Moreover, Tjan found that both cleanliness and pricing varied widely among nail salons, making it a dicey proposition to patronize an unknown establishment. MiniLuxe’s plan is to establish a brand as a clean, convenient place to get nails done for around $20. The chain, which currently has two locations in the Boston area, closed a $6 million Series B round last year to fund its expansion.

Reid Hutchins, vice president at Advantage Capital, applied a similar crunch-the-market-data approach before investing in a $500,000 round for Valhalla, N.Y.-based SOMS Technologies, a maker of highly efficient oil filters. “What we liked about it was it’s a cleantech deal.” Hutchins says. “It doesn’t involve massive infrastructure, like building a wind farm, but the technology does allow you to use less oil.”

Currently, the U.S. automotive oil change and lubrication industry includes about 4,000 companies with combined annual revenue of $4 billion, according to a report published last spring by First Research—and that doesn’t even include large fleets that do oil changes in-house. Not only are oil changes costly, notes Hutchins, they’re also a time-consuming chore that most drivers would prefer to be able to skip.

By using SOMS’ “microGreen” filter, he says “this will make it on the order of 20,000 miles that you have to do an oil change.” (It is commonly recommended that cars with standard oil filters have their oil changed every 3,000 miles.) In addition, the microGreen filters, which cost about $50 for a two-pack for a typical car, offer the environmental feel-good benefit of consuming less fossil fuel.

Even specialty bathtubs can potentially deliver venture-type multiples. Les Alexander, an Advantage partner in the firm’s New Orleans office, persuaded himself of that when doing diligence late last year on Safety Tubs, a manufacturer of acrylic walk-in bathtubs marketed to elderly and disabled customers. The Grand Prairie, Texas-based company considered bank financing, but determined its model fit better as a venture investment.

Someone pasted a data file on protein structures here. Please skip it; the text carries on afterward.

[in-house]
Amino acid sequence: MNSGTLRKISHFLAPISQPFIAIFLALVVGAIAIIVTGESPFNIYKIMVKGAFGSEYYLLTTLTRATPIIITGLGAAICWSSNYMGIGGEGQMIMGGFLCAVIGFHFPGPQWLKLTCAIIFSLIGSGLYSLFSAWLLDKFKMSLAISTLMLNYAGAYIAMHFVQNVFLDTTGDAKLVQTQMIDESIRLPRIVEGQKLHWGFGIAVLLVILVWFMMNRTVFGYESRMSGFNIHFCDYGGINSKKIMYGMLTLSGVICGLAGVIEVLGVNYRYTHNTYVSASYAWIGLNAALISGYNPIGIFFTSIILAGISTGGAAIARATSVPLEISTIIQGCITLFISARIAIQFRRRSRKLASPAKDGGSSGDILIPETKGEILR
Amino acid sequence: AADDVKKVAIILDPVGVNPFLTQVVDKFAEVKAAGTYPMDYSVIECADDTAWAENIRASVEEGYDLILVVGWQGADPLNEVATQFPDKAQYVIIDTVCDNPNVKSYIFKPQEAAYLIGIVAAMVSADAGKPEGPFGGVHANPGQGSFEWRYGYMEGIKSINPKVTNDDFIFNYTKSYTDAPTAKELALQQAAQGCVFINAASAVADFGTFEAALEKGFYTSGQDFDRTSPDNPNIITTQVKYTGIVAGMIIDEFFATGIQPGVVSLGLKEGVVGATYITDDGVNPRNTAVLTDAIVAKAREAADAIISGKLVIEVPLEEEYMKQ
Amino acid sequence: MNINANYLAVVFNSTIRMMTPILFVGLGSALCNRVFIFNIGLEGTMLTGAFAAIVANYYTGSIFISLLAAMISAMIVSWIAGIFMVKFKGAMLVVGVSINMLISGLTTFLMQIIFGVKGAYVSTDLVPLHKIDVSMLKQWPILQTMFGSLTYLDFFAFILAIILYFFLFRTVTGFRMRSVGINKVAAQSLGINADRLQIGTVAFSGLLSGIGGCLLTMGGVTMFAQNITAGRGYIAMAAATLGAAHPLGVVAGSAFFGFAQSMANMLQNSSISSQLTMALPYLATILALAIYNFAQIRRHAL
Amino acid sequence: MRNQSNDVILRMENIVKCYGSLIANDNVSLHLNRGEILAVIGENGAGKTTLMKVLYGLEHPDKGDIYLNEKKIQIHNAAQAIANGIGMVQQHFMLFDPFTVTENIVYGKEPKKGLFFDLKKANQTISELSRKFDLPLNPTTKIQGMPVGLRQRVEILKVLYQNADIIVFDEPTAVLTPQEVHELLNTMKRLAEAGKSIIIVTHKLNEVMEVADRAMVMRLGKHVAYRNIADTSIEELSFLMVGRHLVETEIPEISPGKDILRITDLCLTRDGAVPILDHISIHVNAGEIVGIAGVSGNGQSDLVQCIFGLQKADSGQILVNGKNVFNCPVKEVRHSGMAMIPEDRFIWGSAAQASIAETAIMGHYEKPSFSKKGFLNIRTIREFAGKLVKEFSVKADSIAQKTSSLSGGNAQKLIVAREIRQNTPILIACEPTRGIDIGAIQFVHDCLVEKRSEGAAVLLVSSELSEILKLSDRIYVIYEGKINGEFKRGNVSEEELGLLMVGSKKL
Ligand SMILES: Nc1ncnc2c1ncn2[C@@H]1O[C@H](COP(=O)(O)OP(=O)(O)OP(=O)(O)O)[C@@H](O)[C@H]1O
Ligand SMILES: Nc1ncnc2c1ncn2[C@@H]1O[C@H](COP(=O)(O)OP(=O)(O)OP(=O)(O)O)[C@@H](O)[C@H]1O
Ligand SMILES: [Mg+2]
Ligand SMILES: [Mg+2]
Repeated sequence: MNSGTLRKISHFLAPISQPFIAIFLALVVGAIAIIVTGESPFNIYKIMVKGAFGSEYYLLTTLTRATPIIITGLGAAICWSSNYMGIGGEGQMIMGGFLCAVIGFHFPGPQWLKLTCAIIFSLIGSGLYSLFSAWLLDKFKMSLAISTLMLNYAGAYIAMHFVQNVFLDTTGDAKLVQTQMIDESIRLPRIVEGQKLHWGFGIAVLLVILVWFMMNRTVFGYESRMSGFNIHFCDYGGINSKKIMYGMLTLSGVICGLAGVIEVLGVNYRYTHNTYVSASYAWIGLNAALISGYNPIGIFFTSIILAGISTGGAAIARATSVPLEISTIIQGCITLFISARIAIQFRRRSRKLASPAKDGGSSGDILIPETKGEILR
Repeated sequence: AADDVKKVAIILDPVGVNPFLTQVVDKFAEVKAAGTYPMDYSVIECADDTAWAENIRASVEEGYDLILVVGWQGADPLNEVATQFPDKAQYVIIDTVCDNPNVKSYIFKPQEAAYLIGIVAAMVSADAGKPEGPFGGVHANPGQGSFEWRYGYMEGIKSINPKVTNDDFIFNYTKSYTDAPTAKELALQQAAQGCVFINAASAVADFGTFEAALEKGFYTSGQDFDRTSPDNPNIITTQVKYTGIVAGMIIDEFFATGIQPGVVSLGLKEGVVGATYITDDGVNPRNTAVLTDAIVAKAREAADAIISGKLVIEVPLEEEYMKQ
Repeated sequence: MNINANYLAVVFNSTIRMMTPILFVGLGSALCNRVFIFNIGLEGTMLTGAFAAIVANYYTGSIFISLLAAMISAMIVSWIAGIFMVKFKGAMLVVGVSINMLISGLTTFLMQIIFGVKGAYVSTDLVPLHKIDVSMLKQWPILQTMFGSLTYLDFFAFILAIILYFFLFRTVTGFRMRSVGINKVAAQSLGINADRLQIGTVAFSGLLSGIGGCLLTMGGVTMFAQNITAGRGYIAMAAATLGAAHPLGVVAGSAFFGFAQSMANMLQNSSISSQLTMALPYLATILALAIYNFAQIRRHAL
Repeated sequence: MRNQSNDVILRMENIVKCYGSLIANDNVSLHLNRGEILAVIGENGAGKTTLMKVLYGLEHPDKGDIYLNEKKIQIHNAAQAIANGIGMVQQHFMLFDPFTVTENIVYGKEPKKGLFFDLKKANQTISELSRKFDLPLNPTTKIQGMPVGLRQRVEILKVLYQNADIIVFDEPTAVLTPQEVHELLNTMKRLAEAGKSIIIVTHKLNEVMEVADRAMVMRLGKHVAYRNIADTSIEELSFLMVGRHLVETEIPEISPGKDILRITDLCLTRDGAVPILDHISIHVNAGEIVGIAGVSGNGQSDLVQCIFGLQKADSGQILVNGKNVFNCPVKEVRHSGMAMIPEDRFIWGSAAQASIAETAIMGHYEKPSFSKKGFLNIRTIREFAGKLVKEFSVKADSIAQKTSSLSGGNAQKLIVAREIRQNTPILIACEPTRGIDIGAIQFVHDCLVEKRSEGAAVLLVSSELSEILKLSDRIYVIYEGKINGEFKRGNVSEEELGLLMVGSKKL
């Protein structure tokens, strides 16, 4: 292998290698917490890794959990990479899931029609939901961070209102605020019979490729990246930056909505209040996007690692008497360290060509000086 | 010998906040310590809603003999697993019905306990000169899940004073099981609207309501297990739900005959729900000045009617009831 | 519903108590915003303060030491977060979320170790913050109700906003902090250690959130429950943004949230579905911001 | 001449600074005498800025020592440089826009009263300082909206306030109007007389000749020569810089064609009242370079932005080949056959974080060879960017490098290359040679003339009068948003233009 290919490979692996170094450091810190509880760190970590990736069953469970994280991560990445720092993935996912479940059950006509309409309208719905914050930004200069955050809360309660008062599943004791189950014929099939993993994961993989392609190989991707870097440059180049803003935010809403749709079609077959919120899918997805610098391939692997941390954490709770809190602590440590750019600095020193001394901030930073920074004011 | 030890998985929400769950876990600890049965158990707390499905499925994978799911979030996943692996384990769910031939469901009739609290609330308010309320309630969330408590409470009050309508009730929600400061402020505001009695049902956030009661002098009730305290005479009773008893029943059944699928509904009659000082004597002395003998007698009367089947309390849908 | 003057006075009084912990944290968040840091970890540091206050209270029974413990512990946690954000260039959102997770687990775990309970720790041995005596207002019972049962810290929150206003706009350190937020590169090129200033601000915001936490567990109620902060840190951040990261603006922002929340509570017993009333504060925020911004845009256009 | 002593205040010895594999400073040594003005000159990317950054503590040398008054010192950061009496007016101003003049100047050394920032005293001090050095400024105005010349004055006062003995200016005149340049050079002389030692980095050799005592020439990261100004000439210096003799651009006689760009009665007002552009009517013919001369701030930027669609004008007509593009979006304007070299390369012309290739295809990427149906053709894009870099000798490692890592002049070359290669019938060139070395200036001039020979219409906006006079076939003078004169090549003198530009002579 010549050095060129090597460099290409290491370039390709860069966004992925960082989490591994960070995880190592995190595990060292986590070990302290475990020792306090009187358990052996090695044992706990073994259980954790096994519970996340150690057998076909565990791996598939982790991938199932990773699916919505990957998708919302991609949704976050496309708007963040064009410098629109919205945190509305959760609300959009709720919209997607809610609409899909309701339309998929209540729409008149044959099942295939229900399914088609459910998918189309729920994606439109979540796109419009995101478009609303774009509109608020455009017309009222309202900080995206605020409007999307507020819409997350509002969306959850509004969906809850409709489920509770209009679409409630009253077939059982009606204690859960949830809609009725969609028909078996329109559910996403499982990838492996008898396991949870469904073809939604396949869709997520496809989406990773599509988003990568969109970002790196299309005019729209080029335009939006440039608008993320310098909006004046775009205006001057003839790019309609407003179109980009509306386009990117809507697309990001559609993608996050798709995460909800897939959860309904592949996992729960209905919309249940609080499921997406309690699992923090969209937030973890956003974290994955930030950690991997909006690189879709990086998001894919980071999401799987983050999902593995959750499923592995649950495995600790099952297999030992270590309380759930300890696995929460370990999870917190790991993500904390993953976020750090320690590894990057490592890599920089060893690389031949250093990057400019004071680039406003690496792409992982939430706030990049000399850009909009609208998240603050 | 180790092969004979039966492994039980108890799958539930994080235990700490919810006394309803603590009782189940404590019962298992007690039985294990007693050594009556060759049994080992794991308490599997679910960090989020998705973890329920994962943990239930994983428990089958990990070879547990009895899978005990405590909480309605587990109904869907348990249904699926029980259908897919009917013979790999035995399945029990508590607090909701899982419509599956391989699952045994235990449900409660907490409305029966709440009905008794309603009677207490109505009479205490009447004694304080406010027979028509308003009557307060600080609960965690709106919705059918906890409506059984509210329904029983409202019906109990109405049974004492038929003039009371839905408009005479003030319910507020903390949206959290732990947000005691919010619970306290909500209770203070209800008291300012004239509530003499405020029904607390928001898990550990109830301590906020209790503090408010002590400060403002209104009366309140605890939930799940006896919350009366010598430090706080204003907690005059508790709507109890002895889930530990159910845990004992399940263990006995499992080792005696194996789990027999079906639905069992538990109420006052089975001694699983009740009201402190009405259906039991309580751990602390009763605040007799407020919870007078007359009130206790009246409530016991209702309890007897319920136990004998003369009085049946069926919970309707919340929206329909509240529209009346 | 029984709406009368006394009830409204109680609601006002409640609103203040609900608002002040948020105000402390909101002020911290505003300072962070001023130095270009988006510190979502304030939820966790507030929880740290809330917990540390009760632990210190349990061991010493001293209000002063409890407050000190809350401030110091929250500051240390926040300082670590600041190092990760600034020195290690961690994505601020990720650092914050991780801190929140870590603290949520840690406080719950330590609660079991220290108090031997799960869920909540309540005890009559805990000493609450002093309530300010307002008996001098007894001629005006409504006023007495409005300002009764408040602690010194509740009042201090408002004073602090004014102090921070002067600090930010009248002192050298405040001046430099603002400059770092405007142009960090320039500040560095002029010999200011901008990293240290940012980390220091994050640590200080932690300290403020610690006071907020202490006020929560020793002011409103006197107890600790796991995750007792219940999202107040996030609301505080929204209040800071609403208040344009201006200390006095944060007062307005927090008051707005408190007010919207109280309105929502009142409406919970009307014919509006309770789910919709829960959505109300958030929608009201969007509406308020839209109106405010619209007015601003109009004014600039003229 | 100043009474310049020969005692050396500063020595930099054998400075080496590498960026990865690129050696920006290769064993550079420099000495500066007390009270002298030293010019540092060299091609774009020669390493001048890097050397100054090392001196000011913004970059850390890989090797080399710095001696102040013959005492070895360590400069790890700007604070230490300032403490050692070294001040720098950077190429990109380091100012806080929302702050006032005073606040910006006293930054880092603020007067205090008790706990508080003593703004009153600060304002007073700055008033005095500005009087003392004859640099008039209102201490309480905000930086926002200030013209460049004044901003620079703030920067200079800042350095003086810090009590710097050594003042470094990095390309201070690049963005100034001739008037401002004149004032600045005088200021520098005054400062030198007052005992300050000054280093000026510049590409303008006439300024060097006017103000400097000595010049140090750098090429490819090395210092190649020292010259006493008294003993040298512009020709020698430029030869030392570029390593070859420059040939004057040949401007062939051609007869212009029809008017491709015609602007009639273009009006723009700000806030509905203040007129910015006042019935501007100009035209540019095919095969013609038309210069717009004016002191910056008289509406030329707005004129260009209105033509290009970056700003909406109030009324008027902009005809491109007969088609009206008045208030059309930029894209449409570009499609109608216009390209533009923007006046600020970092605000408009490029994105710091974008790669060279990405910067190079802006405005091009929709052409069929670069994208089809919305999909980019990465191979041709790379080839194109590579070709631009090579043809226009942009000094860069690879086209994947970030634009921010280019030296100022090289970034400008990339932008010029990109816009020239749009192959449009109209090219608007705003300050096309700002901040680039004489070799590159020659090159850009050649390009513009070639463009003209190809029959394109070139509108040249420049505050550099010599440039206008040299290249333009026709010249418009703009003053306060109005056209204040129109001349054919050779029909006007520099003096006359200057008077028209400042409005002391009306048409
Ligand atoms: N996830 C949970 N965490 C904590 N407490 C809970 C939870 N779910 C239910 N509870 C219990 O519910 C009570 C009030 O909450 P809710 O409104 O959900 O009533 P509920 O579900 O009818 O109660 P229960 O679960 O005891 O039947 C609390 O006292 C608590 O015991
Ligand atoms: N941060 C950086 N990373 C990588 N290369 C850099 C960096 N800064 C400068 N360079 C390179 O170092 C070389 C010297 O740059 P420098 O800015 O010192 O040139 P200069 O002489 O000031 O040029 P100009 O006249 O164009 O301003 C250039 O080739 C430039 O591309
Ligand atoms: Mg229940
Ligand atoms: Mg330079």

Safety Tubs is a relatively early stage company. And because it rents rather than owns its manufacturing facility, “it’s not heavy on physical assets you can lend against,” Alexander notes. He also liked that the company has relationships in place with home stores Lowes and Home Depot and that it is a “growth company that is in a great demographic position with the aging population.” That was enough to convince him to back a $2.5 million round for the company in December.

Now Playing

Judging by fund-raising data, at least a few firms are taking a stronger interest in the consumer products sector.

Among the newcomers is Chicago-based 2X Consumer Products Growth Partners, which raised $20 million earlier this year for a growth capital fund focused on food and beverages, personal care products, pet care and other branded consumer lines. Its team includes Andrew Whitman, a former Kraft executive in charge of Tang drinks, and Mike Levinthal, a former Mayfield Fund general partner and investor in Pete’s Wicked Ale. 2X has announced one deal to date: It invested an undisclosed amount in compostable diaper company gDiapers.

Any fruit juice with a kelp additive would be a fantastic way to go. Can you imagine, say a mango kelp juice mix?”

Stephen Pheiffer

Physic Ventures, a San Francisco firm, raised a $190 million fund last summer to invest in consumer-directed health and sustainable living companies. Its portfolio companies include Dreamerz Foods, a maker of sleep-aiding beverages, Expresso Fitness, a developer of cardio fitness equipment that incorporates gaming software, and Pharmaca, a chain of pharmacies that sell prescription drugs and homeopathic remedies.

Boston-based Highland Capital Partners, meanwhile, launched a $300 million consumer fund focused on specialty retail chains in 2007. That fund—led by Thomas Stemberg, founder of office supply store Staples—expects to make between 15 and 20 investments over the next three to four years. It has invested in several companies already, including Pharmaca, specialty retailer Rec Room Furniture and Games, and O Beverages, which sells bottled water infused with electrolytes.

Highland’s most famous deal to date is a $40 million investment it made with General Catalyst Partners earlier this year in Cash4Gold, a Pompano Beach, Fla.-based company that encourages people to mail in old jewelry, which it buys, melts down, and resells. The company, which has drawn numerous consumer complaints alleging lowball pricing, is a prodigious television advertiser. Just one spot—a Super Bowl ad featuring gold-decked rapper has-been MC Hammer—took about $3 million from the venture stash. (Both Highland and Catalyst have declined to discuss the investment.)

Sizing Up